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Ash Wednesday is the first day of Lent. You may have noticed people with a smudged, black cross on their foreheads. Those are ashes from the Ash Wednesday service. The ashes symbolize our grief for the things we’ve done wrong and the resulting division of imperfect people from a perfect God.

Maundy Thursday is the day before Good Friday. It commemorates the night before Jesus died, when He shared the Passover meal with His closest friends and followers.

Good Friday is the day Christians remember Jesus’ death. The “Good” reflects how Jesus’ death was a sacrifice on our behalf so we can receive God’s forgiveness for our wrongs, or sins.  Good Friday" comes from the obsolete sense "pious, holy" of the word "good.

Easter Sunday is the joyful celebration of Jesus rising from the dead to give us the opportunity of eternal life. While people still die, Jesus made the way for people to have a relationship with God in this life and to spend eternity with Him in heaven.

What is meant by Advent??

It is traditionally a Lutheran practice, although it has spread to many other Christian denominations. It is an evergreen wreath with four candles, sometimes with a fifth, white candle in the center. ... An additional candle is lit on each subsequent Sunday until, by the last Sunday of Advent, all four candles are lit.
Advent wreaths are circular, representing God's infinite love, and are usually made of evergreen leaves, which "represent the hope of eternal life brought by Jesus Christ". Within the Advent wreath are candles that generally represent the four weeks of the Advent season as well as "the light of God coming into the world through the birth of Jesus Christ" although each of the candles can be attributed its own significance as well; in one version of such interpretation, the candles specifically symbolize the Christian concepts of hope (week one), peace (week two), joy (week three) and love (week four).  Many Advent wreaths also have a white candle in the center to symbolize the arrival of Christmastide, sometimes known as the "Christ candle." It is lit on Christmas Eve or Christmas Day. The Christ candle is colored white because this is the traditional festal color in the Western Church.  Another interpretation states that the first candle is the Messiah or Prophecy candle (representing the prophets who predicted the coming of Jesus), the second is the Bethlehem candle (representing the journey of Joseph and Mary), the third represents the shepherds and their joy, and the fourth is the Angel's candle, representing peace

What is Reformation??

            On October 31, 1517, a monk left the Augustinian monastery in Wittenberg, Germany, clutching a piece of paper.  He proceeded to the Castle Church where he nailed the paper to the church door, which served as a type of community bulletin board.  On this paper was a list of ninety-five theses or statements directed against the sale of indulgences in the Roman Catholic Church.  The sale of indulgences amounted to the practice of forgiving sins for a certain amount of money.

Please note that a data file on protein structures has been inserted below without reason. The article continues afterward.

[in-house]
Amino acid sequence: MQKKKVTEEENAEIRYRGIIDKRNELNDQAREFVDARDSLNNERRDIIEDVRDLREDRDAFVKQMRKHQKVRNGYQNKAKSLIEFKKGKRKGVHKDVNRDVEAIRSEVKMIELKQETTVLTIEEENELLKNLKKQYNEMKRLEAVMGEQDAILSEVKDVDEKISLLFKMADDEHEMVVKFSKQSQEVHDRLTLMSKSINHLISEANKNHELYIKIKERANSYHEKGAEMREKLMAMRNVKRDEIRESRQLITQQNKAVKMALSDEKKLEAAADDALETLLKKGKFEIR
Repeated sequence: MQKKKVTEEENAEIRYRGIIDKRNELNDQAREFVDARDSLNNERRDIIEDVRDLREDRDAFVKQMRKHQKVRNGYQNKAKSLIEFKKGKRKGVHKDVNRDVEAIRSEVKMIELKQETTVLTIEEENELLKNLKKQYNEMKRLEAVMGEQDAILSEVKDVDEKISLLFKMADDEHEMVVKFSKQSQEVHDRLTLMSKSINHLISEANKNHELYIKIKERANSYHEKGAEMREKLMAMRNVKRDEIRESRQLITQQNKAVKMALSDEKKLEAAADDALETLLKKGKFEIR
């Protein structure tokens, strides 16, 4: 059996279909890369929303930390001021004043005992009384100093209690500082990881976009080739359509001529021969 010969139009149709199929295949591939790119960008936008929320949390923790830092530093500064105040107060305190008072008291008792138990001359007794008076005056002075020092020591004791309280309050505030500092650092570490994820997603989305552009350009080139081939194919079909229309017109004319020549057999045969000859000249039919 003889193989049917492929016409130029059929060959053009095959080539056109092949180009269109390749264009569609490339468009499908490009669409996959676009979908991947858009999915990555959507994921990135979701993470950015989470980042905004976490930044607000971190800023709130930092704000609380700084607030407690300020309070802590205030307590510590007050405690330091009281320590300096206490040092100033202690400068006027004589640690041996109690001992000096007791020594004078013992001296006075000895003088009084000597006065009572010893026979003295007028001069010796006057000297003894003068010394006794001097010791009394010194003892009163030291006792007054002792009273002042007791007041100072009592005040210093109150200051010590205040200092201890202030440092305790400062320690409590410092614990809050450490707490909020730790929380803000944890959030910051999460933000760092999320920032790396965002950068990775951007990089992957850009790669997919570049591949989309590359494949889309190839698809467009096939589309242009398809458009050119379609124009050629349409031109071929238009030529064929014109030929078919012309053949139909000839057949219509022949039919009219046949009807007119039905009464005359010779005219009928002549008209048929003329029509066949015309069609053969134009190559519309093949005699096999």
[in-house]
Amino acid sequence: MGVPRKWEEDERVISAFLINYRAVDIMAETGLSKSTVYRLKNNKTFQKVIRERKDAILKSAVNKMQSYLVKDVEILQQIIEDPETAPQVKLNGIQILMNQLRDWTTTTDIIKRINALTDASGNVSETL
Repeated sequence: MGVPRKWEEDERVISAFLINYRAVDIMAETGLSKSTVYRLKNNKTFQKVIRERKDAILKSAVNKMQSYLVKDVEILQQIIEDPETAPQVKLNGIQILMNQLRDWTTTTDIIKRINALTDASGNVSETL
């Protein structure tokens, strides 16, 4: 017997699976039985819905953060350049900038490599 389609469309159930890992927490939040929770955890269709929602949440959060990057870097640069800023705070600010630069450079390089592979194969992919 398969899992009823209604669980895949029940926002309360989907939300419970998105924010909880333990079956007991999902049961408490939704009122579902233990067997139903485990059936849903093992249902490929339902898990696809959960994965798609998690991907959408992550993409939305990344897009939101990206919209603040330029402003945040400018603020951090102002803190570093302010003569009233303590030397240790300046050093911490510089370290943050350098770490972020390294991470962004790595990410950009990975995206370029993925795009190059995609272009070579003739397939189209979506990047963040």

By posting these theses Martin Luther challenged the church leaders to debate the issue of indulgences.  That was why they were written in Latin, the language of the church.  But these theses were quickly translated into German and then into the various languages of Europe.  The news of these theses spread like wildfire.  It was almost as if the people had been waiting for a ray of light to shine in the midst of darkness.  That is why the date of October 31, 1517, is given as the birthday of the Lutheran Reformation.


What is Epiphany??

The Epiphany of our Lord is the wonderful liturgical festival observed on January 6. (SUPPOSEDLY the day the Wisemen found Jesus) Epiphany is also a season that lasts until the beginning of Lent. It culminates with the TRANSFIGURATION, a wonderful revelation or Epiphany when Jesus' full glory was revealed.
The word epiphany comes from the Greek noun which means “shining forth,” “manifestation,” or “revelation.” The Epiphany celebrates the many ways through signs (such as the star the Magi followed), miracles, and preaching that Jesus revealed Himself to the world as the Christ, God incarnate.
The Festival of the Epiphany of our Lord originally commemorated three incidents that revealed the mission and divinity of Christ: the visit of the Magi , the baptism of Jesus, and the miracle at Cana. Nowadays, most churches emphasize the visit of the Magi on January 6th and celebrate Christ’s baptism on the first Sunday after the 6th. And then all the things which Jesus said and did which revealed or were epiphanies of who He was and what he had come to do. Epiphany, as I said earlier, culminates with the great epiphany,The TRANSFIGURATION.
Epiphany is one of the most important festivals of the liturgical year because it shows the church how God comes to His people. We are so full of sin and deserving God's punishment that we cannot hope to approach God. Knowing that we cannot come to Him, God took the initiative and came to us by becoming one of us. The most holy and almighty God was willing to take on human flesh in order to reveal His salvation to the world.